The Moviegoer: MoMA’s Chief Curator of Film on Being Grounded in New York

Rajendra Roy
Illustration by Robert Bates.

In 2007, Rajendra Roy became chief curator of film and media at the Museum of Modern Art, the nation’s preeminent museum film department. He arrived not only at a young age (34) but without a graduate degree in art or film and has since gone on to organize a number of highly successful shows, including a 2011 retrospective of Tim Burton’s films, which set attendance records at MoMA.

What do you see out your office window? I see the Rockefeller townhouses and the University Club: the bastions of the establishment, present, past and future.

Downstairs in the galleries, do you have a touchstone artwork that you return to when you want to meditate? Picasso’s Les Demoiselles d’ Avignon: It literally makes me feel tiny. It’s important to be grounded in a city like New York, where there are the most interesting people in the world, the most money, the most innovative art, and you can let it go to your head when you have some success in any of those areas. The trick is to not fool yourself; that’s when people mess up, when they feel like they’ve arrived. Being at MoMA, I see that the truly great works were not things that marked the end of something but the arrival of something new: the arrival of minimalism, of pop, of sound in film, of narrative storytelling or the abandonment of everything in new cinema and letting go of what’s expected.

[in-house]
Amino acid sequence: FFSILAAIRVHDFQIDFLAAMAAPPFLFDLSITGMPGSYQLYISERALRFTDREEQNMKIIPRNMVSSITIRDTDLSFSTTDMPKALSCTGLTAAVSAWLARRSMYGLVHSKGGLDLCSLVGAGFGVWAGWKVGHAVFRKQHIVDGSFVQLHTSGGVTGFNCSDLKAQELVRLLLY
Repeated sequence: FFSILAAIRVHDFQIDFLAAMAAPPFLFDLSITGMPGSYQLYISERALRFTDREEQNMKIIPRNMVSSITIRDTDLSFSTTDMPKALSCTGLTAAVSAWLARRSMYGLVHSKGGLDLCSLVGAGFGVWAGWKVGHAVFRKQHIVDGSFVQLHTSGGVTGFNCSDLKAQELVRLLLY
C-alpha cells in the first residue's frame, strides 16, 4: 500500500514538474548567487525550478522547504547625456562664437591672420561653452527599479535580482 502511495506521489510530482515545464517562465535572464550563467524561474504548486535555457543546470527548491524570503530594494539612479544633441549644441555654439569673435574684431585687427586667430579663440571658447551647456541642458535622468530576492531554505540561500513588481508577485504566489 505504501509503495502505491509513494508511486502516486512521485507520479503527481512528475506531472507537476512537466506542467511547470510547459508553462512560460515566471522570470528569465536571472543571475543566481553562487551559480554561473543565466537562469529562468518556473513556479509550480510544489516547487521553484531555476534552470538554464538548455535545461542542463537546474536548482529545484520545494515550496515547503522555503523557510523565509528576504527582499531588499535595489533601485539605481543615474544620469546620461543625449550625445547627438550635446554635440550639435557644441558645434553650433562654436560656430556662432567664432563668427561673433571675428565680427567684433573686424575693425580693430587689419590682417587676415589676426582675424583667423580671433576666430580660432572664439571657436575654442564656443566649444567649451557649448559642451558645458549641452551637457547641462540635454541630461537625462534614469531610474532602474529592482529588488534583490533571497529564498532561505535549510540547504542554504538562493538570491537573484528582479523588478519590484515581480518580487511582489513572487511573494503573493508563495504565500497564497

You have mad diplomacy skills. Where do they come from? I was supposed to be a lawyer, and I studied political science, so, essentially I earned a degree in bullshit placement. It’s a skill set that comes in handy. Not lying or misleading, but diplomacy is important in getting what you need done, done. Imperiousness is a completely outmoded way of operating (alas!). The “goddammit, don’t you know who I am?” era is long gone.

In January, you left Sundance early to jet to Washington with your sister, the designer Rachel Roy, for Michelle Obama’s 50th birthday party. Spill. The first thing that happened to me was that I recognized my sister and I are both in our 40s and are now truly friends. Rachel asked me to go with her. So on a hyperpersonal level, it was awesome. And then there was the thrill of discovering the humanity in these very public people, to see that the Obamas allow themselves to be actual human beings on certain occasions. It made me extremely happy to be alive right now. And then there was dancing in a long Soul Train disco line with the president. And recognizing that I’m still the nerdy skinny guy who’s going to go up there and dance like a freak and embarrass my sister. Fortunately, I wasn’t the only “skinny guy with a funny name” dancing like a freak. 

The Moviegoer: MoMA’s Chief Curator of Film on Being Grounded in New York